Afterwards, I may regret arming the cats and training the dogs in defensive shepherding, but I'll know how good it felt to ward it all off and be rid of it. The trick is in managing this feisty approach to life without then trapping yourself amongst the battlements and finding you're stuck in a siege of your own making. If that happens, you have to surrender and return to a place close to where you first left.
Readers, no one wants to surrender and admit defeat, but sometimes you need the in-between phase, the break away from it all, the defences against everyone and everything, to make you feel human again. Without it, you come to the point of no surrender, no return and the permanent move, physical or otherwise, up the hillside in a tent.
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I would like to know why decisions I make are treated with scrutiny and suspicion, whereas decisions made by other people are fine because they are made with due care and attention? How frustrating for me, to be treated as if I am, by default, going to land myself in it. And, also by default, to accept that other people know best!
Yes, I admit, I do land myself in it quite a lot and other people, generally speaking, are less adept at the landing and the in it parts. All of that I take on board. Hand on heart, I know I am a flake and given to rash decisions based on the colour of my hair clips.
What I want to know is, why does this mean other people are automatically infallible? Don't get me wrong, I've already said I know I am fallible, but when does the subtle movement begin which seems to mean that my own failings make other people inherently more reliable?
This is how it seems, you see. As an aspie given to randomised decision making, I am used to people stifling a sigh or giving each other a look or steeling themselves to say the right things to pull me back, just in time, from a self-made precipice. I wait for it. I know my decisions will be doubted and I'm ready for the doubt. Usually, nothing can stop me; occasionally, I listen.
When it comes to other people, it seems my ability to land myself in trouble reflects well on them. Their decisions, good, bad and in-between, gain a glow of justification when measured up against mine. They are the strong, sensible ones, so that means whatever they decide must be right.
It doesn't matter what I say or how logical I am - and I can be very logical, very very, especially when it's to do with other people and not myself. My comments and advice are seen as inconsequential. How can I be taken seriously when I get it wrong so often in my own life?
You want to know how? I know Wrong when I see it, that's how. I've met it so often that it doesn't matter how you dress it up, or try to disguise it, I know it as soon as I set eyes on it. When it comes to my own life, Wrong and I have had a heady, on-off relationship for years and we never know when to call it a day. But if I see Wrong elsewhere, when it has nothing to do with me, I recognise that wily creature for the sneaking trickster it really is.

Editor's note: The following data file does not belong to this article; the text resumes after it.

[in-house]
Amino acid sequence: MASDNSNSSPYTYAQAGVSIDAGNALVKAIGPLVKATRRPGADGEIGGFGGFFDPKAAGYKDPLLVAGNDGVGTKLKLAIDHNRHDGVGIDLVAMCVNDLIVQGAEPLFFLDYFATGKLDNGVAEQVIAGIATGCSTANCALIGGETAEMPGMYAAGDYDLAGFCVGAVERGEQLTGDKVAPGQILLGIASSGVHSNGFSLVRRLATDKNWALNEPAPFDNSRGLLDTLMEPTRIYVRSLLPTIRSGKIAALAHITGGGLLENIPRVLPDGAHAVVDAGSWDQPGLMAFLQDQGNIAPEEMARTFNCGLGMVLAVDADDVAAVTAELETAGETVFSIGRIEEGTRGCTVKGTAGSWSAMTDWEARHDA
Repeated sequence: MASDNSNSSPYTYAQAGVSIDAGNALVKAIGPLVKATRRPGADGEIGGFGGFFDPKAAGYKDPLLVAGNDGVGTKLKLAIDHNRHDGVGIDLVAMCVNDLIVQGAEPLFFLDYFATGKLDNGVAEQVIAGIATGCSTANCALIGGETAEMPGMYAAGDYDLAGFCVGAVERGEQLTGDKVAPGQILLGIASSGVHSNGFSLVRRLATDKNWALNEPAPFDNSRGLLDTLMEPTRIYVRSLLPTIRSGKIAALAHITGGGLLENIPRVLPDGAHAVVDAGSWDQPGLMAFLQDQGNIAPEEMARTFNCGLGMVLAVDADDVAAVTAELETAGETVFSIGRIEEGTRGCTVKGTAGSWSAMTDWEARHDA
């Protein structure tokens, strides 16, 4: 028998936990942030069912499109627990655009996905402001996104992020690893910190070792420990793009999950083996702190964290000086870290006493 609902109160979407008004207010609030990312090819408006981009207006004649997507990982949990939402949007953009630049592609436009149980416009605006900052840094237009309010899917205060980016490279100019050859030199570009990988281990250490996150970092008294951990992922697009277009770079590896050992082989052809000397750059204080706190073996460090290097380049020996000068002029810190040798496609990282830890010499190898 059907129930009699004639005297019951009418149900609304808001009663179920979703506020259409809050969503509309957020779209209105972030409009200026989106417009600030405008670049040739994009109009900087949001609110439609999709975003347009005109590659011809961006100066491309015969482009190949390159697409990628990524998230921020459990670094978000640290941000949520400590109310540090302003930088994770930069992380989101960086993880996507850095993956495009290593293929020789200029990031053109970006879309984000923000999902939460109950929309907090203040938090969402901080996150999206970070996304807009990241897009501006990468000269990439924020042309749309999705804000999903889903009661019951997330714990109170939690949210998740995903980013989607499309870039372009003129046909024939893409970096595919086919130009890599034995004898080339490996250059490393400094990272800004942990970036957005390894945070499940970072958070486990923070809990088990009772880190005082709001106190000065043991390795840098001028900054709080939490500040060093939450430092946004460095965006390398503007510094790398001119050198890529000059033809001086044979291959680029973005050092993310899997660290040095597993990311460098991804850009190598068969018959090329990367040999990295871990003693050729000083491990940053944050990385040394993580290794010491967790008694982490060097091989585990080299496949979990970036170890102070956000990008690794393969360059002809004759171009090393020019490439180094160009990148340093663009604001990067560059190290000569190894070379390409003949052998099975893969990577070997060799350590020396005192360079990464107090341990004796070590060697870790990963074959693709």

So, believe me if I say something is a bad idea. Listen if I give advice. Even if it is couched in daftness and colourful metaphors, there is truth running right through the middle of it. Trust me if I try to persuade you to try something else.
Sometimes I have trouble explaining myself and this is often true when I need other people to listen. Later, once we've fallen out and nothing I say will make a difference, then I can work out exactly why something is wrong and what I should have said. At the time, I will have either bumbled about saying it doesn't seem right, or I'll have come straight out with the declaration, 'That is a terrible idea! It couldn't be any worse! Are you insane?!'
Comments like this pop out before I even know they exist and are absolutely great for ending a discussion and alienating the very person you want to help. It also doesn't help that often they are true. I'm not saying the person is insane, but if I react this strongly and quickly it is almost guaranteed to mean that the idea or decision under the spotlight is a right and proper stinker.
Later, much later, when I have had to beg forgiveness for telling you the truth in a brutish manner and when you have graciously accepted the apology and sailed off on your boat of decision, then it will work itself out. And by that I mean the decision will prove to be a disaster after all.
I don't say this with any satisfaction or to gloat. It really, really frustrates me when other people discount what I have to say. I do get the logic of ignoring me, I see why it happens, but as I can't help but say 'I told you so', it's not as if there isn't a foundation for my frustration.
You see, I've been proved right before, many times. My words, unheeded, have turned out to be right, even if they were phrased badly. I've had people say, 'I wish I'd listened,' and then, then readers! they've gone on to expect my sympathy over their misfortunes!
This usually ends in a familiar way with me realising this sad person needs sympathy, only to find myself pointing out if they had done as I said, none of this would have happened. For some reason, this doesn't help and they end up behaving as if I'm partly to blame for the whole thing.
You know, it's no great surprise I prefer cats to people. They also rarely listen, they do their own thing, they are selfish and they blame you when things go wrong. But they're honest about it. A cat will never turn around and expect sympathy when they get stuck on the curtain rail - they'll go off and wash until the embarrassment fades. If a person caught themselves on the curtain rail, after you'd told them not to climb on it, they would expect you to help them down and then blame you for not telling them it was so high.
Sorry, readers, I have ranted a bit here. And unfairly, in a way, as other people are entitled to do whatever they like and shouldn't have to listen to a bossy aspie telling them what to do. After all, we aspies hate being bossed about, don't we? So why should other people be any different?